Leaders in the residential sector say a new piece of legislation introduced by the Ontario government will help move the needle to get closer to the government’s goal to build 1.5 million new homes over the next 10 years.
“The More Homes Built Faster Act will make it, in our opinion, it easier to build more homes quickly, reduce the cost of housing, cut red tape and really be the foundational piece of policy that was required to build the 1.5 million homes that are needed in the next decade,” said Dave Wilkes, president and CEO of BILD. “We really see this as a once-in-a-generation piece of legislation.”
If passed, the legislation would ensure that cities, towns and rural communities have a mix of ownership and rental housing types, from single-family homes to townhomes and mid-rise apartments.
The act, along with the Strong Mayors Act, is a step in the right direction and sets the tone on how the province is going to approach the housing crisis, said Luca Bucci, CEO of the Ontario Home Builders’ Association.
“Prior to this piece of legislation, the policy framework surrounding homebuilding would have made that 1.5 million homes a bit difficult to achieve,” he said.
“To put it into perspective, the best housing start year we’ve had in the last two decades we hit 100,000 housing starts and that was last year. In order to hit that 1.5 million target we would have to increase the best year that we performed by a factor of 50 per cent and achieve that efficiency year-over-year for the next 10 years which just wasn’t possible under the old policy framework.”
The plan, which contains 50 actions, aims to reduce government fees and fix development approval delays.
It supports the development of gentle density, or housing like triplexes or garden suites to bridge the gap between single-family homes and highrise apartments. It would also remove exclusionary zoning which allows for only one single detached home per lot and allow property owners to build three units on a lot without lengthy approvals and development charges.
The plan also includes creating a new attainable housing program; increasing the Non-Resident Speculation Tax rate from 20 per cent to 25 per cent; freezing and reducing government charges; building more density near transit; unlocking innovative approaches to design and construction; removing red tape to get shovels in the ground faster; and increasing consumer protection measures for homebuyers and consulting on ways to help more renters become homeowners.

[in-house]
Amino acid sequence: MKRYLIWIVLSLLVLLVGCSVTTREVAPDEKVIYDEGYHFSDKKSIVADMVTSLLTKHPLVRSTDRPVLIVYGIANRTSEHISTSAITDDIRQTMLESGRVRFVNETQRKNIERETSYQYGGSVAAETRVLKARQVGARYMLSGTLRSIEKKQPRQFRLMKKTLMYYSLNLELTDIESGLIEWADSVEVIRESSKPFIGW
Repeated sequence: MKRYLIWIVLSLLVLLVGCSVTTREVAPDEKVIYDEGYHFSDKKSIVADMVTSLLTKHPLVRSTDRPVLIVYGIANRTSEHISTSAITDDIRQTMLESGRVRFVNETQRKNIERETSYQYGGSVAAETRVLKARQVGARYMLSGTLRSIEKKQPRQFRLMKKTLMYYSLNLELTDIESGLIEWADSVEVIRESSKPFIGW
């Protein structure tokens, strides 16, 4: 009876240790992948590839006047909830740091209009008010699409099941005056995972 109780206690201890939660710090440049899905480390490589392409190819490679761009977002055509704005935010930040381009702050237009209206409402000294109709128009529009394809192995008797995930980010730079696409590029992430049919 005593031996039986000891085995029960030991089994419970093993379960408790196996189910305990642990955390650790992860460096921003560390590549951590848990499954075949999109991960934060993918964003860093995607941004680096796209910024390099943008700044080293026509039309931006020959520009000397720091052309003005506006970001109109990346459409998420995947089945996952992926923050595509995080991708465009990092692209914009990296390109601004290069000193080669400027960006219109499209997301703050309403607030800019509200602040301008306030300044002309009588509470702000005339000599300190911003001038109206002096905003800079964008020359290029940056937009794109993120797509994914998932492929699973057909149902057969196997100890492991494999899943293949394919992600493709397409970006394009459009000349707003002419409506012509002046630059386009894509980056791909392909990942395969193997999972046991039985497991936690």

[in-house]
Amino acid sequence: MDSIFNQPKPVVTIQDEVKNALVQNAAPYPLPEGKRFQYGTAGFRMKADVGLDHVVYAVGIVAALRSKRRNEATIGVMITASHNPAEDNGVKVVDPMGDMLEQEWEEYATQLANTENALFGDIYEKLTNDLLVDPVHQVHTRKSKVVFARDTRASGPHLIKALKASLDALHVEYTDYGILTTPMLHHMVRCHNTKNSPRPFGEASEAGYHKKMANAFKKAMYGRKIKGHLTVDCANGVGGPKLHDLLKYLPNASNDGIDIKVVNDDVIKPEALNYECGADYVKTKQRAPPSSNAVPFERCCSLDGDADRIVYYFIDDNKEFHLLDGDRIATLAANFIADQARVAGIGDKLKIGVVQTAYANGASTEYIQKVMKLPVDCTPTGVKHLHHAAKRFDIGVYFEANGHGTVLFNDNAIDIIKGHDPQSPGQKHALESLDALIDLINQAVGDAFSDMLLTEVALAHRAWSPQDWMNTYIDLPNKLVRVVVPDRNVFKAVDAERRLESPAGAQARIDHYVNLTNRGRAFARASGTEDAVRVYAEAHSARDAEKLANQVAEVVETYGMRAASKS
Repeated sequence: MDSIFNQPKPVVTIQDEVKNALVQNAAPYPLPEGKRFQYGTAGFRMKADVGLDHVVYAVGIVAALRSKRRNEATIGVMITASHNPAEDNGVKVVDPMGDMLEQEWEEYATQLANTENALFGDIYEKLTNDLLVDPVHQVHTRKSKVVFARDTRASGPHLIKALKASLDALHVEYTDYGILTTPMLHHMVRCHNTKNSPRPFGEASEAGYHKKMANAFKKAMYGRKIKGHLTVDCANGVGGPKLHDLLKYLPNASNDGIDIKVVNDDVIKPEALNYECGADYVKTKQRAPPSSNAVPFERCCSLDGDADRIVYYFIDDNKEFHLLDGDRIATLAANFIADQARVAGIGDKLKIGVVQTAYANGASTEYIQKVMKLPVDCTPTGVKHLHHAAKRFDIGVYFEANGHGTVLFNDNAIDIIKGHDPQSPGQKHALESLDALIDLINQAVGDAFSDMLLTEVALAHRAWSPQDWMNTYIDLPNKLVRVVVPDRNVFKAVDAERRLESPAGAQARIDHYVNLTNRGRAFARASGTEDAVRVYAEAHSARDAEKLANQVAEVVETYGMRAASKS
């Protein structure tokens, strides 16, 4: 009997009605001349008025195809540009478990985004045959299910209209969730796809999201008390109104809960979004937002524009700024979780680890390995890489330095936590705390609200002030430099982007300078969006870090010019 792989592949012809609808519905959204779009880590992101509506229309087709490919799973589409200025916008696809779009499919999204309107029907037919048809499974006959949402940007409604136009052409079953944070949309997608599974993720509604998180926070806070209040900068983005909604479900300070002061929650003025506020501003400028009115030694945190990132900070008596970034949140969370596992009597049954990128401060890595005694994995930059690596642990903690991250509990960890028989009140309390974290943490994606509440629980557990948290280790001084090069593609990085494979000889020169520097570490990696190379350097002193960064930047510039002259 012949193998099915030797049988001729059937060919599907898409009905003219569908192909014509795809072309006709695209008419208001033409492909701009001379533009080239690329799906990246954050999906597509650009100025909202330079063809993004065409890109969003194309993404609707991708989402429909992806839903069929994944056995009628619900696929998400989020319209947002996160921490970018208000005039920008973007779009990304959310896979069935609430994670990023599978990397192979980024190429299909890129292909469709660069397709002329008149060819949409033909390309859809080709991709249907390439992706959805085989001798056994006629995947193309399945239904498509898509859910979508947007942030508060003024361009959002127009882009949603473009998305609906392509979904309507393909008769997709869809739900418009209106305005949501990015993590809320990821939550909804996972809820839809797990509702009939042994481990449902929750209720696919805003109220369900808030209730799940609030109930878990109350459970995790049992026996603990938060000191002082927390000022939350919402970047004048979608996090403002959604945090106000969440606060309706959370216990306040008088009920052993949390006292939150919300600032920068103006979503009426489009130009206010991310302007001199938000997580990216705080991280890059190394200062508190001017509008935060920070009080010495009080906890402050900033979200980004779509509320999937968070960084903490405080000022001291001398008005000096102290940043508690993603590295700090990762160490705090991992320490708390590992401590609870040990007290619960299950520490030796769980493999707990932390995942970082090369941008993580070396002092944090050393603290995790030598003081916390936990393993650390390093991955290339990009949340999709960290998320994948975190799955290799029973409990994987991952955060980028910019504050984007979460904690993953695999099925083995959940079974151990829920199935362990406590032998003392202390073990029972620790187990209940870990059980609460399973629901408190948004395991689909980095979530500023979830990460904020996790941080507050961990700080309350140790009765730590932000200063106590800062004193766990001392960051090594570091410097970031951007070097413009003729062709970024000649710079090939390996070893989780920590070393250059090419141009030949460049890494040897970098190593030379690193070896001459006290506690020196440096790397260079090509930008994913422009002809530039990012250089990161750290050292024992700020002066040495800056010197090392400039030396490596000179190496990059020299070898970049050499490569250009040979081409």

“Now developments under 10 units don’t have to go through site plan approval,” said Bucci. “That, I imagine, is going to take months off the construction process of smaller development sites. You look at some of the work that they are doing with development charges, parkland charges, community benefit charges. They’re going to cap these fees and bring in gradual incremental increases which is going to help our members manage costs and ultimately put out a more attainable product for the new homebuyer and will help us manage our projects much more efficiently and in a way that we are going to be able to get supply online more quickly.”
Richard Lyall, president of the Residential Construction Council of Ontario, said this is the most important piece of housing legislation introduced by this government.
“This is very ambitious and this is really going to move the needle,” said Lyall.
“There is a lot of work to be done going forward but I would say there is now a plan.”
All three stakeholders agreed an important part of the legislation is the introduction of municipal housing targets, but Bucci said there is a bit of lack of clarity in that area.
“The government did break down by municipality how each one would have to perform over the next 10 years to get to that 1.5 million new homes,” he explained. “The question that we have is if municipalities aren’t meeting those targets what is the government going to do to ensure that they are?”
In a press conference Oct. 26, Toronto Mayor John Tory announced the establishment of a new development and growth division at the city. During the press conference, Tory said he is supportive of what the province is trying to do but is concerned about the financial implications to the city.
“We are in a position where we want to spur housing…but we also have to make sure the infrastructure is in place to support that housing when it’s built,” said Tory. “The new apartment buildings, whether they be rental, we hope, affordable rental, condos, housing of any kind duplexes, triplexes…they have to have sewers to take away the wastewater, they have to have water to supply. They have to have roads and transit to connect those buildings up to the rest of the city and those were and are paid for in part by development charges.”
Toronto already has a several hundred-million-dollar financial challenge, he noted.
“What we can’t afford to see happen is to see one government make promises and pay for it with somebody else’s money.”
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